Our internal process principles are:
- We pay per task (please read below).
- The task rate is not a subject of argument in situ.
- We work only remotely.
- You are welcome to combine a full-time job with your job here.
- We exercise sound judgment, so you are welcome to introduce it whenever you feel it needs to be introduced.
- All that is interesting about the project, or might be used more then one time, must be fixed in documentation.
- Also, it needs to be mentioned that we do not spend our clients’ budgets on educating junior developers.
Not an employee yet?
Work with us! Learn how you can get a job.
Task-based payment approach
We have adopted a not very common but still effective in its way compensation practice based on tasks closed by a person. When hiring, we agree on your hourly rate, and, when assigning a task to you, we set a price for it based on delivery time estimation and your fixed rate.
So each task has an expressly declared price and every seven days your successfully completed tasks are collected and paid for in bulk. We work on automating this process at the moment. After we finish it it will be possible to get the money almost instantly.
Basically, you have no limitation on how much you can earn, although it works both ways: if you show low performance, you get paid less than you could have been.
Please, also take a note that you will receive only half of the money paid by the client. So, if your rate to the client is, for example, $100 - then you will receive $50 for completing the task.
The other half (100%) is split between:
- 20% is paid to issue’s author (only paid to developers and architects)
- 20% is paid for each review (we can have one or two reviews)
- 30% is collected as a fee for transactions / taxes / infrastructure
- from 30% to 10% is our profit
See how our billing works.
How my initial hourly rate is calculated
The first and most important thing we actually look at when calculating your rate is your open source projects contribution and your online presence that could introduce you better than just a self-description: your Stack Overflow activity, meetup talks, tech-related publications and so on.
We are all great fans of open source projects and educational activities within our spare time, and we presume that people we’d love to work with are kind of the same. Basically, the point is—if you love to code, you probably must have contributed somewhere or left an imprint of your devotion in any other way. And if you don’t, we would not like to add more pain to your life.
On the other side, we do not care of:
- How much you were paid for your last job;
- Year of work experience (but of course we do care about the experience itself);
- What is an average compensation level for a developer in the region where you are based;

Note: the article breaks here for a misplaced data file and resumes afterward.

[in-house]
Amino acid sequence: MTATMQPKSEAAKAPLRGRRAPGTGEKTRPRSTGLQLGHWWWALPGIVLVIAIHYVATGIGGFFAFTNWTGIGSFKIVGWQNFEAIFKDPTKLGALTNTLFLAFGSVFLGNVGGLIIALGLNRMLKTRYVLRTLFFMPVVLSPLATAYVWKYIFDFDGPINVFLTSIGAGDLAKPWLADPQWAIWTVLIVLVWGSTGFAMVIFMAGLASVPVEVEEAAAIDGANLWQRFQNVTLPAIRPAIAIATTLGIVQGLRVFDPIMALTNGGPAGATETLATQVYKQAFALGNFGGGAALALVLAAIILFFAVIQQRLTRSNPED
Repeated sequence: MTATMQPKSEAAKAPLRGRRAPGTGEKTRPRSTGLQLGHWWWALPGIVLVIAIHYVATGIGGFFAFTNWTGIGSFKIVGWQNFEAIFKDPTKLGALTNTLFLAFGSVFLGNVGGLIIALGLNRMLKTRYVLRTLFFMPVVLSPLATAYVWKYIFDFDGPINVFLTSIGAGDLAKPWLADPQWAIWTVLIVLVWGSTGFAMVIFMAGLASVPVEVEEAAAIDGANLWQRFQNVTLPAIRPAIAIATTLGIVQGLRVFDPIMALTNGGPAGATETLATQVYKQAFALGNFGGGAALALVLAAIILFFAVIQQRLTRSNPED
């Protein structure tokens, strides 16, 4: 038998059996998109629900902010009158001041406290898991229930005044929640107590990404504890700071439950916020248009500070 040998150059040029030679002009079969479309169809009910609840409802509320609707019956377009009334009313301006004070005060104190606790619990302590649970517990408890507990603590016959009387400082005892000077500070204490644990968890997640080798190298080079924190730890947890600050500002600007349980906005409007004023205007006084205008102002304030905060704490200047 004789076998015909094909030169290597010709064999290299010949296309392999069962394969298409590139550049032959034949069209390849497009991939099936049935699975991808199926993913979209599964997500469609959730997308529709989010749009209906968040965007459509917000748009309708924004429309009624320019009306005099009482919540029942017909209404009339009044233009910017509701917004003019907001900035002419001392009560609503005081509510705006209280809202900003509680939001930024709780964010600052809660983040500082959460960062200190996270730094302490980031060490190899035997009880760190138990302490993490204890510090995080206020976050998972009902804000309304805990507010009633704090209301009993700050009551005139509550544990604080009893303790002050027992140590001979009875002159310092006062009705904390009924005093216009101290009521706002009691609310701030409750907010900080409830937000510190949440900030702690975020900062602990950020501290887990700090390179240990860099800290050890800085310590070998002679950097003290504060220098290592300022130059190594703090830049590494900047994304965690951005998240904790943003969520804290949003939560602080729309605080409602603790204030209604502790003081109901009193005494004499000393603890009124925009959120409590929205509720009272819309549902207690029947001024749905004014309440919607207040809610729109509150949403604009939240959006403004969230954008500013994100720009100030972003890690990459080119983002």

- Where you are based;
- Age, gender, or nationality.
But we do care of:
- your open source contribution;
- your talks on conferences and meetups;
- your presence and activity on StackOverflow;
- your competency, and qualification with the tools we use.
How can my hourly rate be changed
It is perfectly possible, and you are very welcome to increase your hourly rate.
The most important thing that helps us to estimate things like that is, basically, how much of other people’s time you save. By being capable to close complicated tickets on your own, without requesting the help of others, you decrease our expenses and we can pay you more.
If you successfully tackle tasks without the help of other developers, after some number of payment rounds you get promoted. We are now hammering out metrics and a clear algorithm for that, which we show you once ready.
Each time you get promoted, the absolute value of promotion also grows.
What does the process look like?
Summing up the whole thing. First, we agree on your rate. You then receive one task at a time and get the next once you have finished. If you find essentials gaps in the problem description, you update the status to ‘documentation’, and you get assigned to another task.
You are welcome to leave clear to-dos for yourself and the one who will provide the missing pieces to let you deliver on that task later.
If you got stuck
If you find yourself stuck while delivering the task, but you are dedicated to delivering by yourself, you might first want to try to find the answer by following the XY problem pattern or check if your embarrassment is caused by the fact that task or project environment, such as documentation provided, does not contain some information that is essential for this particular problem, and simply turn the ticket back to us with a request of such information.
If you were able to successfully tackle your problem, please fix the corresponding results in the documentation, or amend the project knowledge in some other suitable way, if relevant.
This page contains only a brief description of our internal development process. Are you interested in details? It is a big luck we have all our processes explained in details.